While chairing a hearing of the Senate Appropriations Subcommittee on Defense, U.S. Senator Dick Durbin (D-IL) praised the work that Northern Illinois University has done to make serving veterans and servicemembers a priority.
During an April 3, 2013 visit to Northern Illinois University, Durbin sat down with several student veterans and program administrators to discuss their experience and hear how the Military Student Services office has improved their life on campus. Durbin pointed out the vast differences between quality institutions like Northern Illinois and for-profit colleges, which far too often offer low-quality degrees and market aggressively to veterans in order to benefit from federal tuition assistance programs.
"Earlier this year in my home state, I visited Northern Illinois University, whose programs for service members and veterans are nothing short of exemplary," said Durbin. "Its Military Student Services program has received numerous awards, including one of the top 50 "Best for Vets" four-year colleges in the country according to the Military Times in 2013. GI Jobs ranks Northern Illinois University's programs among the top 15% nationwide."
Also at today's hearing, Durbin criticized the harmful recruiting tactics of some for-profit colleges and said that federal aid through the Defense Department's voluntary military education programs -- Tuition Assistance for servicemembers and MyCAA for their spouses -- should be focused on educating, rather than marketing. Further, Durbin said that American taxpayers cannot afford and should not be asked to subsidize massive for-profit college marketing and recruiting machines. He called on the Defense Department to strengthen oversight of federal funds and increase the quality of education within the program.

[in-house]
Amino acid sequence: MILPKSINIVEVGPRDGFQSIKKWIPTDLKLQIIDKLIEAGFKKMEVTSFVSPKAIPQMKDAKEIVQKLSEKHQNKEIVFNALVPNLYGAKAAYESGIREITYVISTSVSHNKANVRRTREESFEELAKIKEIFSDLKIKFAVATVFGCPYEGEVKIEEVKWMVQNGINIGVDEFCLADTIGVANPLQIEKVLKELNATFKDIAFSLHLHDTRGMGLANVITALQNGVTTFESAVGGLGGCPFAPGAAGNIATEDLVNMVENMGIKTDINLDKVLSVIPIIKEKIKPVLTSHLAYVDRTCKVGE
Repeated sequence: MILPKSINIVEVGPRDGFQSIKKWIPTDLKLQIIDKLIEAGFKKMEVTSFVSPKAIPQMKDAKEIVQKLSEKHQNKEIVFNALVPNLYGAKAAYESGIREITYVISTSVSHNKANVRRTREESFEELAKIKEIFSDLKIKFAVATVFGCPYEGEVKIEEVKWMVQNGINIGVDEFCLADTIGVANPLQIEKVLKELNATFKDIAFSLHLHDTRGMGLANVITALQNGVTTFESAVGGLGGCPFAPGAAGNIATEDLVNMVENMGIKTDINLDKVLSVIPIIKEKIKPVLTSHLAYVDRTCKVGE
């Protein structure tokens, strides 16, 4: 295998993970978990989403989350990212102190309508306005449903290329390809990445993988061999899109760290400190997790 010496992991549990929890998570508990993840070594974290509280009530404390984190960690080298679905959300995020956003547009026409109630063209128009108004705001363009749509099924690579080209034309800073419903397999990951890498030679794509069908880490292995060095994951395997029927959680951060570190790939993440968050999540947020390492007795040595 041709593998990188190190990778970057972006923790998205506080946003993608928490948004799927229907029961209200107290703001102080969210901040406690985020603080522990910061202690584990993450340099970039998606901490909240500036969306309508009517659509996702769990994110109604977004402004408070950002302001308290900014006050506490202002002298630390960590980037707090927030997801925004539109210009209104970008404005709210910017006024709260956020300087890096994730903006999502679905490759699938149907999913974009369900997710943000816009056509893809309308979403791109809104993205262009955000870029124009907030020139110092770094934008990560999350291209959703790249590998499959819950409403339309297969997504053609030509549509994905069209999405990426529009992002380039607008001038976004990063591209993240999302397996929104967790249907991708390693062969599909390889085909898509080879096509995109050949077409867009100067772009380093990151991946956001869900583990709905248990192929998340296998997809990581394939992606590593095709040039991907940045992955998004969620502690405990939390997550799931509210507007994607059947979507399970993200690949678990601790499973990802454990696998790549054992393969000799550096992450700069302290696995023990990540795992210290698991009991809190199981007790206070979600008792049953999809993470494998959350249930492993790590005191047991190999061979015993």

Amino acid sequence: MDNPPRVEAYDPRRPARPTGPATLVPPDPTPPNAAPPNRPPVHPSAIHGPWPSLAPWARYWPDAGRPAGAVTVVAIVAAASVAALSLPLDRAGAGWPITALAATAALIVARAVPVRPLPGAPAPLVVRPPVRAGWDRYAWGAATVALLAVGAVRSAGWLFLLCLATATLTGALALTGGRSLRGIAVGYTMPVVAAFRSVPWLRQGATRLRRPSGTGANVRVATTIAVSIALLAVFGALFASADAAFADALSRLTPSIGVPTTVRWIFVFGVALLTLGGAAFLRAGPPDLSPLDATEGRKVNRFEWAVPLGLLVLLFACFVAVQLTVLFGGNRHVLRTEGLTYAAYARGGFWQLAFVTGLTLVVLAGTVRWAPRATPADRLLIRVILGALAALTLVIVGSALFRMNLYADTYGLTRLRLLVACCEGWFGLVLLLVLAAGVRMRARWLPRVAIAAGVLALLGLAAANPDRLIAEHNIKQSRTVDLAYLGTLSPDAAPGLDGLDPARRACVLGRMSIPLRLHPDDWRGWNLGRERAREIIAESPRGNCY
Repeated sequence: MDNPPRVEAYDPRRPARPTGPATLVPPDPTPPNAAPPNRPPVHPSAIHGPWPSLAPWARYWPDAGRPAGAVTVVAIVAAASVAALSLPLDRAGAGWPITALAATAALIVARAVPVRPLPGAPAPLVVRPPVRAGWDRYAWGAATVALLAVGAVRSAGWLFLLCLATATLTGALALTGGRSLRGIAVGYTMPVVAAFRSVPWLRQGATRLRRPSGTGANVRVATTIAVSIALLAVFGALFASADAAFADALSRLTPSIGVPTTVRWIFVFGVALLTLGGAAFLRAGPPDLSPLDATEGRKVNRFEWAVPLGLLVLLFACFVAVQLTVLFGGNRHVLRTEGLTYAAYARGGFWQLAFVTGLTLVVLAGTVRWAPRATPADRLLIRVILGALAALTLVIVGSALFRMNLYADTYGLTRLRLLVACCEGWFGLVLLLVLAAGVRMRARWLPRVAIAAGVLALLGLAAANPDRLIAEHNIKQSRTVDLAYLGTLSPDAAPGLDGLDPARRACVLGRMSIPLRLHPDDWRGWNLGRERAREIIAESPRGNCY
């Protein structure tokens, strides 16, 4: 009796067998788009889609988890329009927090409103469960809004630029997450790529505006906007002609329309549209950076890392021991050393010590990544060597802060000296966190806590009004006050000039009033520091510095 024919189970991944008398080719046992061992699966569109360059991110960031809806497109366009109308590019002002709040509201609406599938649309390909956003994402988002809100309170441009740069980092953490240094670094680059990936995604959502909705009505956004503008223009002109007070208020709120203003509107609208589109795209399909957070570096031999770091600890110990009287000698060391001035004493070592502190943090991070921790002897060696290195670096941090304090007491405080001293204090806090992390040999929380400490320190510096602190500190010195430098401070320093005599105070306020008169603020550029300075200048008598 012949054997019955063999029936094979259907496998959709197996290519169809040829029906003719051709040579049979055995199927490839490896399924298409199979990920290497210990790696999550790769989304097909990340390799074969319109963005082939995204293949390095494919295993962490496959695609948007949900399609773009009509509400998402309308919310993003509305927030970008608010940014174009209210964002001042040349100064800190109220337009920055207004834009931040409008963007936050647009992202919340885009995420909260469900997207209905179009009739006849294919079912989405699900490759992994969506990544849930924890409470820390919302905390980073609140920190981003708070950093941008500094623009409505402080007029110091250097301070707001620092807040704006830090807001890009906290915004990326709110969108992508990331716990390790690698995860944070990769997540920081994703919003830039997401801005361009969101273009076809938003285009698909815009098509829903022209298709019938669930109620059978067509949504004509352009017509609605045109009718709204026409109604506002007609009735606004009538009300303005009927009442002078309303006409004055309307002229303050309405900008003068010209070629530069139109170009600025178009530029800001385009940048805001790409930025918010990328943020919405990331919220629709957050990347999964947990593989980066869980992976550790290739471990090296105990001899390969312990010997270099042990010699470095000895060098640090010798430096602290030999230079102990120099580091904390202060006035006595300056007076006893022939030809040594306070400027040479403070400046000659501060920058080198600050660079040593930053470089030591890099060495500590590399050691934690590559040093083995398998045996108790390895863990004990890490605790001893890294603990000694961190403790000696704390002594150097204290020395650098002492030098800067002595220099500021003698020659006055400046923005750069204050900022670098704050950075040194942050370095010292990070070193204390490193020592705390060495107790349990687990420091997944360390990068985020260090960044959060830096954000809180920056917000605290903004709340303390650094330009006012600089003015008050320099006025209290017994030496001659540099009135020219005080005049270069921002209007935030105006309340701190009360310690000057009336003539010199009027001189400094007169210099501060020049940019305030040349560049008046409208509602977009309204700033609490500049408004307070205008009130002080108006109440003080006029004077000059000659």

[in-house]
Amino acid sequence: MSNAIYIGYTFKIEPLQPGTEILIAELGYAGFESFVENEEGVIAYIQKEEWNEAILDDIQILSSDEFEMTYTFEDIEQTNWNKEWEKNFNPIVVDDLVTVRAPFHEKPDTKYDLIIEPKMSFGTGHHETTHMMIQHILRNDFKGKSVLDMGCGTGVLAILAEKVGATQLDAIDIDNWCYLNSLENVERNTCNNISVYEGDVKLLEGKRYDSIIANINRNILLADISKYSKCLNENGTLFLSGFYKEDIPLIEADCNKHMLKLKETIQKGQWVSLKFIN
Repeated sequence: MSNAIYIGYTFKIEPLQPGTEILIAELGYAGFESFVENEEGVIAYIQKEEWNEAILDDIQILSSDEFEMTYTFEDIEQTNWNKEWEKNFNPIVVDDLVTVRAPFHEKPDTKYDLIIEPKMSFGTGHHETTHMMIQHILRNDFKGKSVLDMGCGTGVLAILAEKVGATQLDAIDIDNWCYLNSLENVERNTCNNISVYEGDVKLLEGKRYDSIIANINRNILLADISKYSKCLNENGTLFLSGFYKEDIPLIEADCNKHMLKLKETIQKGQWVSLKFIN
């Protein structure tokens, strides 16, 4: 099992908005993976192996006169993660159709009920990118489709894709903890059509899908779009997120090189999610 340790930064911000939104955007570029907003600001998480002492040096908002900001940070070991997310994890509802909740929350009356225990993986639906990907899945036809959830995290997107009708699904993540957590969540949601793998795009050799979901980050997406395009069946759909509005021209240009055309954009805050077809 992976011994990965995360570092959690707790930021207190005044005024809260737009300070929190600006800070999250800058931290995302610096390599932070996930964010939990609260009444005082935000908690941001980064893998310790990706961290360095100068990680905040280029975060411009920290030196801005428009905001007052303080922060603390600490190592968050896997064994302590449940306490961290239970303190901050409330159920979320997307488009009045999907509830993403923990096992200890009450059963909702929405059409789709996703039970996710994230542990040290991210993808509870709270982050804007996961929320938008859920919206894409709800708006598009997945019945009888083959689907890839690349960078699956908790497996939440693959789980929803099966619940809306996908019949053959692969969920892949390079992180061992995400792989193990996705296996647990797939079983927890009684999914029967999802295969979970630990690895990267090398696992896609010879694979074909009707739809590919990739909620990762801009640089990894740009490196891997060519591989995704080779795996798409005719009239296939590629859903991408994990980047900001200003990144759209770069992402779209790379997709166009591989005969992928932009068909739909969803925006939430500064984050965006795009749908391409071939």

For-profit institutions of higher education enroll about 12% of all college students, but take in 25% of the Department of Education's federal student aid funds and account for 47% of student loan defaults. For-profit colleges have much higher three year student loan cohort default rate of 22.7%, compared with 11% at public schools and 7.5% at private, non-profit schools.
Similarly, while for-profit schools are a minority of the institutions involved in the Tuition Assistance program, they take in a disproportionate share of Tuition Assistance funding. A Senate Health, Education, Labor and Pensions Committee investigation found that 41% of Tuition Assistance in FY2011 went to just six for-profit colleges: American Public Education, Inc. which includes American Military University; Bridgepoint Education, Inc.; TUI Learning LLC; Apollo Group Inc.; Columbia Southern University; and Grantham University.
The Tuition Assistance program has been growing rapidly with roughly 115,000 service members currently enrolled. In FY2012, the Defense Department spent $660 million on Tuition Assistance -- half of which went to for-profit schools. More than 36,000 military spouses access courses through the MyCAA program and, in FY2012, the Defense Department spent $66 million on MyCAA -- 60% of which went to for-profit schools.